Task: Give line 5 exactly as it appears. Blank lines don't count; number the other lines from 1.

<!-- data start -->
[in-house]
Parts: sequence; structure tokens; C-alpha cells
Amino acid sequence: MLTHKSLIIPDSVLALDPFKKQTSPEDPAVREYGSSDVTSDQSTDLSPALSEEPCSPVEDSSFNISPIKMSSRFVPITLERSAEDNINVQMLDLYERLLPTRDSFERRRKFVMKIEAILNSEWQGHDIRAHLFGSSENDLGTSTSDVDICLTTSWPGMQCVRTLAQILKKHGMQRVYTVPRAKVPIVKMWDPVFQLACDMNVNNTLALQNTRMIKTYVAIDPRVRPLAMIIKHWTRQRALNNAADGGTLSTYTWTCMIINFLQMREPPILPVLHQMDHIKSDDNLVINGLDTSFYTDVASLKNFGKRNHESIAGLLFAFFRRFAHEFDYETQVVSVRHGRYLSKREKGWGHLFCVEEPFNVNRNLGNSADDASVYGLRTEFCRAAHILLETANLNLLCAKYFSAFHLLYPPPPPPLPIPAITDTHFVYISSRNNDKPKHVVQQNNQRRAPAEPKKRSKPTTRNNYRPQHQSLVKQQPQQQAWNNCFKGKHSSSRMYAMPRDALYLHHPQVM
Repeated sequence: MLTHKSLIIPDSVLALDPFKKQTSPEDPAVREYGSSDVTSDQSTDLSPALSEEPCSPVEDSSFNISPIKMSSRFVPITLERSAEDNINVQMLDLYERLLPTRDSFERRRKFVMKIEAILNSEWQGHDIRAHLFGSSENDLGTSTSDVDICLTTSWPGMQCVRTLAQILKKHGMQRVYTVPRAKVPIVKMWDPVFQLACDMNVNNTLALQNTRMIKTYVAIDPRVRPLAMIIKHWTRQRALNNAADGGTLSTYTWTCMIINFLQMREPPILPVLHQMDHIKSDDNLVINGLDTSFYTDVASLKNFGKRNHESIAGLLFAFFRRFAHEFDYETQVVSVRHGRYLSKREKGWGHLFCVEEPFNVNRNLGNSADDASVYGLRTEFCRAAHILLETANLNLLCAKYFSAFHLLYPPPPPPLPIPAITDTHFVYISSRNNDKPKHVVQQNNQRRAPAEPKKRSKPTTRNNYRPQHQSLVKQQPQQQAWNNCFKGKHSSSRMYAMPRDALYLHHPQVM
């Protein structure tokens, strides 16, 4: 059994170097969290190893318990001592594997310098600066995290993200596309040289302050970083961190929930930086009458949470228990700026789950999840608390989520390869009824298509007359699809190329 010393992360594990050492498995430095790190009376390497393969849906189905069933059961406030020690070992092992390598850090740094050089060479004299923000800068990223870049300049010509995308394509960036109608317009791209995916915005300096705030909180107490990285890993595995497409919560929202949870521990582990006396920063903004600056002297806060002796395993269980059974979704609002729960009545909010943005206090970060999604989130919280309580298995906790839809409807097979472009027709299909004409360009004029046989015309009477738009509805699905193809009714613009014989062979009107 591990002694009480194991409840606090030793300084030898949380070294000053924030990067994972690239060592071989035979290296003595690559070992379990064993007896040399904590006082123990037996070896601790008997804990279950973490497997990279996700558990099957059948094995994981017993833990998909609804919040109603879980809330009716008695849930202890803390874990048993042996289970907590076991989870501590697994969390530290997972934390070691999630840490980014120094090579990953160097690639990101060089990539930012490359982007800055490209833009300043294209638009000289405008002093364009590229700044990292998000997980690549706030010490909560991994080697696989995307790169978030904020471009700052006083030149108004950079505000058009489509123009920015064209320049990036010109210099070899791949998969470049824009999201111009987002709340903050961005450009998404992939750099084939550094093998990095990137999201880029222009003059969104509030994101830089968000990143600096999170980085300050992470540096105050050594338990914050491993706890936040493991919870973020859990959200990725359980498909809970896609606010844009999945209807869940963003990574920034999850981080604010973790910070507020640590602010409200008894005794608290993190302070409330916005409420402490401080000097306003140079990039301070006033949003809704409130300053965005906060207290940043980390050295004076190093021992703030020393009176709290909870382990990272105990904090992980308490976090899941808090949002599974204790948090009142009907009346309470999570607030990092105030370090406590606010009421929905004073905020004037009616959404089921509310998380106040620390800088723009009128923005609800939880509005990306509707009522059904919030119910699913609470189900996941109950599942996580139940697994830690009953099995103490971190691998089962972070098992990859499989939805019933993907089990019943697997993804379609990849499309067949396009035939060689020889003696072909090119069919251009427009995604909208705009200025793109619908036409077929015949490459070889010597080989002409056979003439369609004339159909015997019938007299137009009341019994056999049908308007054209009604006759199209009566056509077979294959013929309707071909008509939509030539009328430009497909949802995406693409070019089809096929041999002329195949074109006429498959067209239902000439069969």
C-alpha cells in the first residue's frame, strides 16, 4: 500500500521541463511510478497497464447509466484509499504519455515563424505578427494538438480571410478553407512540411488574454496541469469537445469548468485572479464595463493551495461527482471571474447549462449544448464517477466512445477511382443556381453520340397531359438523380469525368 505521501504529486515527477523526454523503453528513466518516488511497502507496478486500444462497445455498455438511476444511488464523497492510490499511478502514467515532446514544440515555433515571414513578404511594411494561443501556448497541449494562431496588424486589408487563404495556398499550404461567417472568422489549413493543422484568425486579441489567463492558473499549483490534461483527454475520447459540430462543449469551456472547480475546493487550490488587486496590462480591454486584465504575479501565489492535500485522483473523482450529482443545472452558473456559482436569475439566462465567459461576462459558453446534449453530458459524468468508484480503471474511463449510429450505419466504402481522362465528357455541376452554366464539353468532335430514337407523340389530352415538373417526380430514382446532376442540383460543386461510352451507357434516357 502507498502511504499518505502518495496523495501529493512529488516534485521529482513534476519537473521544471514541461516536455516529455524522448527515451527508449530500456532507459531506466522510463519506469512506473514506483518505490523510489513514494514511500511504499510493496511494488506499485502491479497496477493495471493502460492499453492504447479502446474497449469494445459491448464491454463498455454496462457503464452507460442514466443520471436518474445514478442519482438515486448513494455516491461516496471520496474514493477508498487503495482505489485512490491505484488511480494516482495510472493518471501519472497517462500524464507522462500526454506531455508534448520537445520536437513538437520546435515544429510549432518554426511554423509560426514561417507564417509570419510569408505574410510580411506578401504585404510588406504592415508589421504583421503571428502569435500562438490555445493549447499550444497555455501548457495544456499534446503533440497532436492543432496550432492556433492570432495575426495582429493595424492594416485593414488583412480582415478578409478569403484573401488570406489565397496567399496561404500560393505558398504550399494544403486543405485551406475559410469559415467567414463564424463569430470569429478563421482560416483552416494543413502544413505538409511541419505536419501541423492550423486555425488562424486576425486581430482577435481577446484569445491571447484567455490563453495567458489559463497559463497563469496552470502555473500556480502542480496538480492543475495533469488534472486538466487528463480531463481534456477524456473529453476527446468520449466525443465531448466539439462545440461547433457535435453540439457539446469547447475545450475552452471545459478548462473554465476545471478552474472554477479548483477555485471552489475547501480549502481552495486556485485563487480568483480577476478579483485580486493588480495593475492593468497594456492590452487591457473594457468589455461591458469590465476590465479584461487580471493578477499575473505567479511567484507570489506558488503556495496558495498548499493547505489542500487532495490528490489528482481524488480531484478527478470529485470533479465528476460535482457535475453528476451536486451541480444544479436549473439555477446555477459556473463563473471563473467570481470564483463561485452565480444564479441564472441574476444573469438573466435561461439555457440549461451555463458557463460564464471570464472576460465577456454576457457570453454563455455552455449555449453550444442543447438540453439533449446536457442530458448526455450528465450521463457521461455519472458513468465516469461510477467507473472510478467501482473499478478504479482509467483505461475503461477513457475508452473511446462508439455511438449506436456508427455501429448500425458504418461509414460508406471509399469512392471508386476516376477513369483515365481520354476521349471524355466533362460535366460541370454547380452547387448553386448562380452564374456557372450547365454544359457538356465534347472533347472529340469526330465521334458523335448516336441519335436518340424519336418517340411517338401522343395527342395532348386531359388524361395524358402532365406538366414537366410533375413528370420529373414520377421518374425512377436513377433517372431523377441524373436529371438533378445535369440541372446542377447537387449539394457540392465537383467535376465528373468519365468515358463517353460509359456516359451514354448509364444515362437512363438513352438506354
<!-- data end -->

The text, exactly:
């Protein structure tokens, strides 16, 4: 059994170097969290190893318990001592594997310098600066995290993200596309040289302050970083961190929930930086009458949470228990700026789950999840608390989520390869009824298509007359699809190329 010393992360594990050492498995430095790190009376390497393969849906189905069933059961406030020690070992092992390598850090740094050089060479004299923000800068990223870049300049010509995308394509960036109608317009791209995916915005300096705030909180107490990285890993595995497409919560929202949870521990582990006396920063903004600056002297806060002796395993269980059974979704609002729960009545909010943005206090970060999604989130919280309580298995906790839809409807097979472009027709299909004409360009004029046989015309009477738009509805699905193809009714613009014989062979009107 591990002694009480194991409840606090030793300084030898949380070294000053924030990067994972690239060592071989035979290296003595690559070992379990064993007896040399904590006082123990037996070896601790008997804990279950973490497997990279996700558990099957059948094995994981017993833990998909609804919040109603879980809330009716008695849930202890803390874990048993042996289970907590076991989870501590697994969390530290997972934390070691999630840490980014120094090579990953160097690639990101060089990539930012490359982007800055490209833009300043294209638009000289405008002093364009590229700044990292998000997980690549706030010490909560991994080697696989995307790169978030904020471009700052006083030149108004950079505000058009489509123009920015064209320049990036010109210099070899791949998969470049824009999201111009987002709340903050961005450009998404992939750099084939550094093998990095990137999201880029222009003059969104509030994101830089968000990143600096999170980085300050992470540096105050050594338990914050491993706890936040493991919870973020859990959200990725359980498909809970896609606010844009999945209807869940963003990574920034999850981080604010973790910070507020640590602010409200008894005794608290993190302070409330916005409420402490401080000097306003140079990039301070006033949003809704409130300053965005906060207290940043980390050295004076190093021992703030020393009176709290909870382990990272105990904090992980308490976090899941808090949002599974204790948090009142009907009346309470999570607030990092105030370090406590606010009421929905004073905020004037009616959404089921509310998380106040620390800088723009009128923005609800939880509005990306509707009522059904919030119910699913609470189900996941109950599942996580139940697994830690009953099995103490971190691998089962972070098992990859499989939805019933993907089990019943697997993804379609990849499309067949396009035939060689020889003696072909090119069919251009427009995604909208705009200025793109619908036409077929015949490459070889010597080989002409056979003439369609004339159909015997019938007299137009009341019994056999049908308007054209009604006759199209009566056509077979294959013929309707071909008509939509030539009328430009497909949802995406693409070019089809096929041999002329195949074109006429498959067209239902000439069969």